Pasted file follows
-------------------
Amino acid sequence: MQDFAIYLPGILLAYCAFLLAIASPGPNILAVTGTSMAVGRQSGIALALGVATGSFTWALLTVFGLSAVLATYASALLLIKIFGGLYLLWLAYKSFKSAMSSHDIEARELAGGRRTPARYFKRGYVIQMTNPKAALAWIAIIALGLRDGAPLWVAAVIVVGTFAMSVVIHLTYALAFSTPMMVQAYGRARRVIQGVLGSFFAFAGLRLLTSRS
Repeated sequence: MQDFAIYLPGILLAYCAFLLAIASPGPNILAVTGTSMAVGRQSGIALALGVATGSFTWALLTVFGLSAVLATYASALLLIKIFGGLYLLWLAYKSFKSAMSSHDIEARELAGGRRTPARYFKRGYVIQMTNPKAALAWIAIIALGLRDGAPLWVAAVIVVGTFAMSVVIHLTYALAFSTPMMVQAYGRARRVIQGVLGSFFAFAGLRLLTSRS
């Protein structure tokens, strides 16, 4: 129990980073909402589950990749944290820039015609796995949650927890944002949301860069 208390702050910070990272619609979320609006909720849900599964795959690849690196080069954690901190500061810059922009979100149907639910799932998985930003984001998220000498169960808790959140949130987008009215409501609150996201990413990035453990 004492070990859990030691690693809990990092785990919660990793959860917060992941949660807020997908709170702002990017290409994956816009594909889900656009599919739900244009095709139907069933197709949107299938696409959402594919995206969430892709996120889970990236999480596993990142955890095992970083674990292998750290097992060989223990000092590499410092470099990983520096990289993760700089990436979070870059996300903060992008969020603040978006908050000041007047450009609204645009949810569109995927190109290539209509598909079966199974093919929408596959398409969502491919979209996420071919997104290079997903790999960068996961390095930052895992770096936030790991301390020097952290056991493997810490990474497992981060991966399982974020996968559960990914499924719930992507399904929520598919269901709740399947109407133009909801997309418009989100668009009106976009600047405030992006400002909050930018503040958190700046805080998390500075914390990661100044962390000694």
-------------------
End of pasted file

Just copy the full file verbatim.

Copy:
Amino acid sequence: MQDFAIYLPGILLAYCAFLLAIASPGPNILAVTGTSMAVGRQSGIALALGVATGSFTWALLTVFGLSAVLATYASALLLIKIFGGLYLLWLAYKSFKSAMSSHDIEARELAGGRRTPARYFKRGYVIQMTNPKAALAWIAIIALGLRDGAPLWVAAVIVVGTFAMSVVIHLTYALAFSTPMMVQAYGRARRVIQGVLGSFFAFAGLRLLTSRS
Repeated sequence: MQDFAIYLPGILLAYCAFLLAIASPGPNILAVTGTSMAVGRQSGIALALGVATGSFTWALLTVFGLSAVLATYASALLLIKIFGGLYLLWLAYKSFKSAMSSHDIEARELAGGRRTPARYFKRGYVIQMTNPKAALAWIAIIALGLRDGAPLWVAAVIVVGTFAMSVVIHLTYALAFSTPMMVQAYGRARRVIQGVLGSFFAFAGLRLLTSRS
């Protein structure tokens, strides 16, 4: 129990980073909402589950990749944290820039015609796995949650927890944002949301860069 208390702050910070990272619609979320609006909720849900599964795959690849690196080069954690901190500061810059922009979100149907639910799932998985930003984001998220000498169960808790959140949130987008009215409501609150996201990413990035453990 004492070990859990030691690693809990990092785990919660990793959860917060992941949660807020997908709170702002990017290409994956816009594909889900656009599919739900244009095709139907069933197709949107299938696409959402594919995206969430892709996120889970990236999480596993990142955890095992970083674990292998750290097992060989223990000092590499410092470099990983520096990289993760700089990436979070870059996300903060992008969020603040978006908050000041007047450009609204645009949810569109995927190109290539209509598909079966199974093919929408596959398409969502491919979209996420071919997104290079997903790999960068996961390095930052895992770096936030790991301390020097952290056991493997810490990474497992981060991966399982974020996968559960990914499924719930992507399904929520598919269901709740399947109407133009909801997309418009989100668009009106976009600047405030992006400002909050930018503040958190700046805080998390500075914390990661100044962390000694």